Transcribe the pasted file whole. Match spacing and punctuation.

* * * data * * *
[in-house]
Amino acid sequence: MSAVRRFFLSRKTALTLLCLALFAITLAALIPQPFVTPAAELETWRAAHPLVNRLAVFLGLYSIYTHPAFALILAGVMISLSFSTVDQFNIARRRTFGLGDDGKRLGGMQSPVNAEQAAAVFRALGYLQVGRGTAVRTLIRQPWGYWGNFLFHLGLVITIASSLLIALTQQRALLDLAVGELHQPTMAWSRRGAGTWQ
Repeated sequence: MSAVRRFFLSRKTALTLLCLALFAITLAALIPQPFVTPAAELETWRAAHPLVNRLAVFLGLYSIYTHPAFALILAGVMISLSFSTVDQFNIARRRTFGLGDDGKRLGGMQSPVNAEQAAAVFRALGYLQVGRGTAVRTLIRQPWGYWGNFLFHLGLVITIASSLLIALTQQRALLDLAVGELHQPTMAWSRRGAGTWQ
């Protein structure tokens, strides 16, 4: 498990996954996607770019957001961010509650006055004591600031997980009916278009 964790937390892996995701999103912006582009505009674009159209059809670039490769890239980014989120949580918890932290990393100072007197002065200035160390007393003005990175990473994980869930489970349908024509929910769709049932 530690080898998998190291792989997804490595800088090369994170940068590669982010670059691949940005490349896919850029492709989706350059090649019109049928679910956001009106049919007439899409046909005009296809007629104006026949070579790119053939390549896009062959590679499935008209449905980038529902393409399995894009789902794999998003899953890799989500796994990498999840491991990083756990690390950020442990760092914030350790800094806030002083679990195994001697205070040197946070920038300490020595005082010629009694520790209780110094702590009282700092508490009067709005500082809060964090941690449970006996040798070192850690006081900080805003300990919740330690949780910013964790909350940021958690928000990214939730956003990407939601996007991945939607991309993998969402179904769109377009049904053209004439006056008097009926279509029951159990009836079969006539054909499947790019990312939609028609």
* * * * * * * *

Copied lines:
[in-house]
Amino acid sequence: MSAVRRFFLSRKTALTLLCLALFAITLAALIPQPFVTPAAELETWRAAHPLVNRLAVFLGLYSIYTHPAFALILAGVMISLSFSTVDQFNIARRRTFGLGDDGKRLGGMQSPVNAEQAAAVFRALGYLQVGRGTAVRTLIRQPWGYWGNFLFHLGLVITIASSLLIALTQQRALLDLAVGELHQPTMAWSRRGAGTWQ
Repeated sequence: MSAVRRFFLSRKTALTLLCLALFAITLAALIPQPFVTPAAELETWRAAHPLVNRLAVFLGLYSIYTHPAFALILAGVMISLSFSTVDQFNIARRRTFGLGDDGKRLGGMQSPVNAEQAAAVFRALGYLQVGRGTAVRTLIRQPWGYWGNFLFHLGLVITIASSLLIALTQQRALLDLAVGELHQPTMAWSRRGAGTWQ
């Protein structure tokens, strides 16, 4: 498990996954996607770019957001961010509650006055004591600031997980009916278009 964790937390892996995701999103912006582009505009674009159209059809670039490769890239980014989120949580918890932290990393100072007197002065200035160390007393003005990175990473994980869930489970349908024509929910769709049932 530690080898998998190291792989997804490595800088090369994170940068590669982010670059691949940005490349896919850029492709989706350059090649019109049928679910956001009106049919007439899409046909005009296809007629104006026949070579790119053939390549896009062959590679499935008209449905980038529902393409399995894009789902794999998003899953890799989500796994990498999840491991990083756990690390950020442990760092914030350790800094806030002083679990195994001697205070040197946070920038300490020595005082010629009694520790209780110094702590009282700092508490009067709005500082809060964090941690449970006996040798070192850690006081900080805003300990919740330690949780910013964790909350940021958690928000990214939730956003990407939601996007991945939607991309993998969402179904769109377009049904053209004439006056008097009926279509029951159990009836079969006539054909499947790019990312939609028609």